• The police objection included reference to an incident which took place on 30 January, in which a man had been ejected from the bar for being rude. Mr Foley questioned the relevance of including this as it had no bearing on his application.
• In the incident of 9 February referred to in the police statement, Mr Foley was simply defending himself and a member of staff against a male who was being abusive. The male started the aggression by hitting him with a roll of tinfoil, to which Mr Foley only responded in self-defence.
• Regarding the incident on the evening of 14 February, for which Mr Foley was cautioned, he had been out with his girlfriend that evening and his daughter had been on the premises. The Police had only seen part of the incident in identifying him as the aggressor whereas he was actually defending his daughter. He was cautioned for affray and not for assault.
• Mr Foley took no part in the incident recorded by the Police on 27 February and his only role had been to offer make a statement witnessing that no assault happened.
• Mr Foley was not a bully and his action in striking the man, shown in the CCTV footage from 27 February, was pre-emptive because he feared for his own safety when the man jumped down from the tree. Before that, the man had been making direct threats to him which was not recorded by the CCTV.
Having seen the footage of this for the first time, it was clear that the man was unhappy because the doorstaff had been flirting with his girlfriend and that is what had started the incident. He was not sure why the doorman had put his gloves on before remonstrating with the man, and agreed that it was curious, but in any event both the doorstaff involved had subsequently been dismissed and were not on the list he had provided of SIA approved staff.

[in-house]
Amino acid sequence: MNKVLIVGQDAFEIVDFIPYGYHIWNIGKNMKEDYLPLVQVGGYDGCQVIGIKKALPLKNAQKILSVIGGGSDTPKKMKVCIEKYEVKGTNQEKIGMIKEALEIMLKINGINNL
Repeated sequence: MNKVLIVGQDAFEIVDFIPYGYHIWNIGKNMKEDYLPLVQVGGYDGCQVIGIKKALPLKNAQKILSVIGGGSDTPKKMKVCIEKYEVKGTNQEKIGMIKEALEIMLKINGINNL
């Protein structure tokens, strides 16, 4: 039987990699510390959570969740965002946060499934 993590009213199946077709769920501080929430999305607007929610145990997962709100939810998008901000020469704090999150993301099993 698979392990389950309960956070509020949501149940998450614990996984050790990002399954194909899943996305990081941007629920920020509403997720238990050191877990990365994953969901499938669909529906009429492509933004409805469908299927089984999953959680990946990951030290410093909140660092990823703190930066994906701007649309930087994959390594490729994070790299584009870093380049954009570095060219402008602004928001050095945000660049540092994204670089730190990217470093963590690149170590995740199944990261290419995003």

Mr Foley was well aware that he could not deploy doorstaff without holding a frontline licence and the Police had misunderstood what he was saying. He paid a management fee to one of his doorstaff for him to deploy them and could provide details to the Police.
He had attended a very good meeting with PS Goodale at which it was even suggested that he may like to chair Pubwatch. He had declined because he did not agree with their policy of only a short-term ban for drug dealing and believed that there should be zero tolerance and a lifetime ban. Mr Foley liaised with the police on drug use and was confident that he had had a positive impact and had virtually stopped drug use in the pub.